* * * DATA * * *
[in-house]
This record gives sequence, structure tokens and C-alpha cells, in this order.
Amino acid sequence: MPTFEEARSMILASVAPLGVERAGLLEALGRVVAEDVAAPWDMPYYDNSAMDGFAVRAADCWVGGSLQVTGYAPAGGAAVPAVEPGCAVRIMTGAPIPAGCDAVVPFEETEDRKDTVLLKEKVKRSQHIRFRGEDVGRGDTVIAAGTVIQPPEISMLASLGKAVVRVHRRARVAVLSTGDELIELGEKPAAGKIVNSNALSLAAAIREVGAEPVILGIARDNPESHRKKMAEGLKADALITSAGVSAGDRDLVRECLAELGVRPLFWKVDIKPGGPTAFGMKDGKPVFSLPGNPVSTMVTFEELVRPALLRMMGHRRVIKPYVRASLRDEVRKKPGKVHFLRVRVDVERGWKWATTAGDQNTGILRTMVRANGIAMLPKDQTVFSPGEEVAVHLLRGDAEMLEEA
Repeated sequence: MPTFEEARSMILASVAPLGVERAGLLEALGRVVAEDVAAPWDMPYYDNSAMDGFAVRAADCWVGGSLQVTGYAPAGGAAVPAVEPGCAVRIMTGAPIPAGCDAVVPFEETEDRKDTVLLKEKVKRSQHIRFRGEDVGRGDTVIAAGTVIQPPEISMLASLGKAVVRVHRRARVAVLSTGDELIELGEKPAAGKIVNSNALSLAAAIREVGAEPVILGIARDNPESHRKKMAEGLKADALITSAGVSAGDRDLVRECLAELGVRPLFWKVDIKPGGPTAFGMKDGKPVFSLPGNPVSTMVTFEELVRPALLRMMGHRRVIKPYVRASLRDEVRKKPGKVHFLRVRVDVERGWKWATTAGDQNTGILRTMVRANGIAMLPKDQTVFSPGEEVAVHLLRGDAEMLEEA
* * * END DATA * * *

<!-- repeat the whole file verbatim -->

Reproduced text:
[in-house]
This record gives sequence, structure tokens and C-alpha cells, in this order.
Amino acid sequence: MPTFEEARSMILASVAPLGVERAGLLEALGRVVAEDVAAPWDMPYYDNSAMDGFAVRAADCWVGGSLQVTGYAPAGGAAVPAVEPGCAVRIMTGAPIPAGCDAVVPFEETEDRKDTVLLKEKVKRSQHIRFRGEDVGRGDTVIAAGTVIQPPEISMLASLGKAVVRVHRRARVAVLSTGDELIELGEKPAAGKIVNSNALSLAAAIREVGAEPVILGIARDNPESHRKKMAEGLKADALITSAGVSAGDRDLVRECLAELGVRPLFWKVDIKPGGPTAFGMKDGKPVFSLPGNPVSTMVTFEELVRPALLRMMGHRRVIKPYVRASLRDEVRKKPGKVHFLRVRVDVERGWKWATTAGDQNTGILRTMVRANGIAMLPKDQTVFSPGEEVAVHLLRGDAEMLEEA
Repeated sequence: MPTFEEARSMILASVAPLGVERAGLLEALGRVVAEDVAAPWDMPYYDNSAMDGFAVRAADCWVGGSLQVTGYAPAGGAAVPAVEPGCAVRIMTGAPIPAGCDAVVPFEETEDRKDTVLLKEKVKRSQHIRFRGEDVGRGDTVIAAGTVIQPPEISMLASLGKAVVRVHRRARVAVLSTGDELIELGEKPAAGKIVNSNALSLAAAIREVGAEPVILGIARDNPESHRKKMAEGLKADALITSAGVSAGDRDLVRECLAELGVRPLFWKVDIKPGGPTAFGMKDGKPVFSLPGNPVSTMVTFEELVRPALLRMMGHRRVIKPYVRASLRDEVRKKPGKVHFLRVRVDVERGWKWATTAGDQNTGILRTMVRANGIAMLPKDQTVFSPGEEVAVHLLRGDAEMLEEA